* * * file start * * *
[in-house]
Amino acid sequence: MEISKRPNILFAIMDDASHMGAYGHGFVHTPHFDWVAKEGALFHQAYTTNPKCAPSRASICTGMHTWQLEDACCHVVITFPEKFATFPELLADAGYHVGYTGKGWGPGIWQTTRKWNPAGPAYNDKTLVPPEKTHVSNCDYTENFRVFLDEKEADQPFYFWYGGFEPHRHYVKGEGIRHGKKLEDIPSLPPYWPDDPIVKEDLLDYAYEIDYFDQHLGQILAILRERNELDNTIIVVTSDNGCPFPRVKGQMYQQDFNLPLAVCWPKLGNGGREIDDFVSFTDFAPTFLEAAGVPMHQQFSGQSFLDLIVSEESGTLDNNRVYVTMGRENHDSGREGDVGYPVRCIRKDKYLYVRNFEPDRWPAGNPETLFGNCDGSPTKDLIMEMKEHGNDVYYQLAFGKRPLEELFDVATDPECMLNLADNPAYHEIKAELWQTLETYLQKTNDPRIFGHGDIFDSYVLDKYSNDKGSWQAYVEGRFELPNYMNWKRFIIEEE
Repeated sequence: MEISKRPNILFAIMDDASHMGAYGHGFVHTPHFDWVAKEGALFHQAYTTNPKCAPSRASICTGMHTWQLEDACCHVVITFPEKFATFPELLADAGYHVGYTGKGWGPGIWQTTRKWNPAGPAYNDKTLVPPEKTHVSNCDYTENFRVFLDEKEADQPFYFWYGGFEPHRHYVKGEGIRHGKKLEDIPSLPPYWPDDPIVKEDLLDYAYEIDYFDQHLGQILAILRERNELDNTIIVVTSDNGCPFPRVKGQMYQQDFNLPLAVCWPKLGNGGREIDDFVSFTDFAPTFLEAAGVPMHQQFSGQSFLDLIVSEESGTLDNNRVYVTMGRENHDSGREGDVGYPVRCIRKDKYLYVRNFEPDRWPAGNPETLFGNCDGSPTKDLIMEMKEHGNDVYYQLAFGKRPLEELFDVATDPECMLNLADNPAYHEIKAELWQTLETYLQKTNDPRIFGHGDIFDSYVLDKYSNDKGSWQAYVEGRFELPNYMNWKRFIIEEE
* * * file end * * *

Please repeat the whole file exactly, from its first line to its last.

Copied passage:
[in-house]
Amino acid sequence: MEISKRPNILFAIMDDASHMGAYGHGFVHTPHFDWVAKEGALFHQAYTTNPKCAPSRASICTGMHTWQLEDACCHVVITFPEKFATFPELLADAGYHVGYTGKGWGPGIWQTTRKWNPAGPAYNDKTLVPPEKTHVSNCDYTENFRVFLDEKEADQPFYFWYGGFEPHRHYVKGEGIRHGKKLEDIPSLPPYWPDDPIVKEDLLDYAYEIDYFDQHLGQILAILRERNELDNTIIVVTSDNGCPFPRVKGQMYQQDFNLPLAVCWPKLGNGGREIDDFVSFTDFAPTFLEAAGVPMHQQFSGQSFLDLIVSEESGTLDNNRVYVTMGRENHDSGREGDVGYPVRCIRKDKYLYVRNFEPDRWPAGNPETLFGNCDGSPTKDLIMEMKEHGNDVYYQLAFGKRPLEELFDVATDPECMLNLADNPAYHEIKAELWQTLETYLQKTNDPRIFGHGDIFDSYVLDKYSNDKGSWQAYVEGRFELPNYMNWKRFIIEEE
Repeated sequence: MEISKRPNILFAIMDDASHMGAYGHGFVHTPHFDWVAKEGALFHQAYTTNPKCAPSRASICTGMHTWQLEDACCHVVITFPEKFATFPELLADAGYHVGYTGKGWGPGIWQTTRKWNPAGPAYNDKTLVPPEKTHVSNCDYTENFRVFLDEKEADQPFYFWYGGFEPHRHYVKGEGIRHGKKLEDIPSLPPYWPDDPIVKEDLLDYAYEIDYFDQHLGQILAILRERNELDNTIIVVTSDNGCPFPRVKGQMYQQDFNLPLAVCWPKLGNGGREIDDFVSFTDFAPTFLEAAGVPMHQQFSGQSFLDLIVSEESGTLDNNRVYVTMGRENHDSGREGDVGYPVRCIRKDKYLYVRNFEPDRWPAGNPETLFGNCDGSPTKDLIMEMKEHGNDVYYQLAFGKRPLEELFDVATDPECMLNLADNPAYHEIKAELWQTLETYLQKTNDPRIFGHGDIFDSYVLDKYSNDKGSWQAYVEGRFELPNYMNWKRFIIEEE